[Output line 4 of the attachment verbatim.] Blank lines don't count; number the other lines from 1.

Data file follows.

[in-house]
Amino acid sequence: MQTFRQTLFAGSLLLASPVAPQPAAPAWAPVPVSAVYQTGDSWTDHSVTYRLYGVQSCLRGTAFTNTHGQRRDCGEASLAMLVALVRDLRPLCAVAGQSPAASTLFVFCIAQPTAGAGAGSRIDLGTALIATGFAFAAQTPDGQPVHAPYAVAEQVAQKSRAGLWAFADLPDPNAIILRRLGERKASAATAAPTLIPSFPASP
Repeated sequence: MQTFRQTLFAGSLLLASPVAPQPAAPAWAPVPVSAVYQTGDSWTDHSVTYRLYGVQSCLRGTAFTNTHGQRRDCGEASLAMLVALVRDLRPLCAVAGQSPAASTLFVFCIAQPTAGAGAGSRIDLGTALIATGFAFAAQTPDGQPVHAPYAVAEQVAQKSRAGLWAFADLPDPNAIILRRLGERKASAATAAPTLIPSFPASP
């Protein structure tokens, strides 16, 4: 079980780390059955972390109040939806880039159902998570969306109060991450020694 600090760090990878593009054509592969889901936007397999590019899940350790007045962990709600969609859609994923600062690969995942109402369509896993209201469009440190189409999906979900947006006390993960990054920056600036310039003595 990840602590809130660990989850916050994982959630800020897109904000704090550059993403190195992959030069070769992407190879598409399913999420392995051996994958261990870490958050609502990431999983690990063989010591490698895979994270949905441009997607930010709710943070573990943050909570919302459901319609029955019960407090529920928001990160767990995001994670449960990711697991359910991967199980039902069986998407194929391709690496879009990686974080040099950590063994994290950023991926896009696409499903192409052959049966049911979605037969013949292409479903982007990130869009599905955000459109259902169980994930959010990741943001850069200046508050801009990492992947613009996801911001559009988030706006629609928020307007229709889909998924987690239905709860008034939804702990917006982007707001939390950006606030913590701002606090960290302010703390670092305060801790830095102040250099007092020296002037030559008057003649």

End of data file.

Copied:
């Protein structure tokens, strides 16, 4: 079980780390059955972390109040939806880039159902998570969306109060991450020694 600090760090990878593009054509592969889901936007397999590019899940350790007045962990709600969609859609994923600062690969995942109402369509896993209201469009440190189409999906979900947006006390993960990054920056600036310039003595 990840602590809130660990989850916050994982959630800020897109904000704090550059993403190195992959030069070769992407190879598409399913999420392995051996994958261990870490958050609502990431999983690990063989010591490698895979994270949905441009997607930010709710943070573990943050909570919302459901319609029955019960407090529920928001990160767990995001994670449960990711697991359910991967199980039902069986998407194929391709690496879009990686974080040099950590063994994290950023991926896009696409499903192409052959049966049911979605037969013949292409479903982007990130869009599905955000459109259902169980994930959010990741943001850069200046508050801009990492992947613009996801911001559009988030706006629609928020307007229709889909998924987690239905709860008034939804702990917006982007707001939390950006606030913590701002606090960290302010703390670092305060801790830095102040250099007092020296002037030559008057003649």